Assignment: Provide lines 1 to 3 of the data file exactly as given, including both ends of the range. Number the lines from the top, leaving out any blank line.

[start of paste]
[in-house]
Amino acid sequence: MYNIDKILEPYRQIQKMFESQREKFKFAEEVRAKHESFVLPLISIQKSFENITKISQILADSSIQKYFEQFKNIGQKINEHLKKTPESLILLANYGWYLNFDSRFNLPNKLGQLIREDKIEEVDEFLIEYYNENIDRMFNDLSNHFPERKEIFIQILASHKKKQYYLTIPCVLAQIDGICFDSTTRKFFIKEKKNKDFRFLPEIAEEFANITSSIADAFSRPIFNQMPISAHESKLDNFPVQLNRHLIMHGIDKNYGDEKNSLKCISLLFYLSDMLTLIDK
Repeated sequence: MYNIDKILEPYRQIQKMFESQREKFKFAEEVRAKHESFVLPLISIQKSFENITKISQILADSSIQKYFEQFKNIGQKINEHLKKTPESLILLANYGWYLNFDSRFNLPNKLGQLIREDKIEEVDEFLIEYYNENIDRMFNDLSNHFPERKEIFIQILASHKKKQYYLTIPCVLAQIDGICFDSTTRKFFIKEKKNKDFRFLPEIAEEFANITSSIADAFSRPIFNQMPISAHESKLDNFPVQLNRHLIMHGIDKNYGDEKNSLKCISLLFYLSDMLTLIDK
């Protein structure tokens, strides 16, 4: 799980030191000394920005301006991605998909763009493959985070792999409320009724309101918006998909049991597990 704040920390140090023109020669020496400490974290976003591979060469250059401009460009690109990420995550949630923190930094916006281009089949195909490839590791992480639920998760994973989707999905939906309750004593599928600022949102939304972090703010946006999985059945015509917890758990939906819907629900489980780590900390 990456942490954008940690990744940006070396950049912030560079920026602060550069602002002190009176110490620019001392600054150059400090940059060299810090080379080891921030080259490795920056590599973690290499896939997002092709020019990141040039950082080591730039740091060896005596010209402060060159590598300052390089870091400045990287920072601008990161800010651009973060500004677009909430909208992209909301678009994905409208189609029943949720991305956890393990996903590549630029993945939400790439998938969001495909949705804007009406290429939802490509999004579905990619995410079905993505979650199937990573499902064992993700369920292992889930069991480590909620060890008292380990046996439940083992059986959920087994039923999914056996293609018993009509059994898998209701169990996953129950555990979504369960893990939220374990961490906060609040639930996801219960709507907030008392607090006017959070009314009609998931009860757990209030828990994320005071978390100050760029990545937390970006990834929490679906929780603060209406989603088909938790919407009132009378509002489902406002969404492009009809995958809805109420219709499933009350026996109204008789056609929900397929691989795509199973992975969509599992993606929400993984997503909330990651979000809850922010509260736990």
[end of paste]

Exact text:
[in-house]
Amino acid sequence: MYNIDKILEPYRQIQKMFESQREKFKFAEEVRAKHESFVLPLISIQKSFENITKISQILADSSIQKYFEQFKNIGQKINEHLKKTPESLILLANYGWYLNFDSRFNLPNKLGQLIREDKIEEVDEFLIEYYNENIDRMFNDLSNHFPERKEIFIQILASHKKKQYYLTIPCVLAQIDGICFDSTTRKFFIKEKKNKDFRFLPEIAEEFANITSSIADAFSRPIFNQMPISAHESKLDNFPVQLNRHLIMHGIDKNYGDEKNSLKCISLLFYLSDMLTLIDK
Repeated sequence: MYNIDKILEPYRQIQKMFESQREKFKFAEEVRAKHESFVLPLISIQKSFENITKISQILADSSIQKYFEQFKNIGQKINEHLKKTPESLILLANYGWYLNFDSRFNLPNKLGQLIREDKIEEVDEFLIEYYNENIDRMFNDLSNHFPERKEIFIQILASHKKKQYYLTIPCVLAQIDGICFDSTTRKFFIKEKKNKDFRFLPEIAEEFANITSSIADAFSRPIFNQMPISAHESKLDNFPVQLNRHLIMHGIDKNYGDEKNSLKCISLLFYLSDMLTLIDK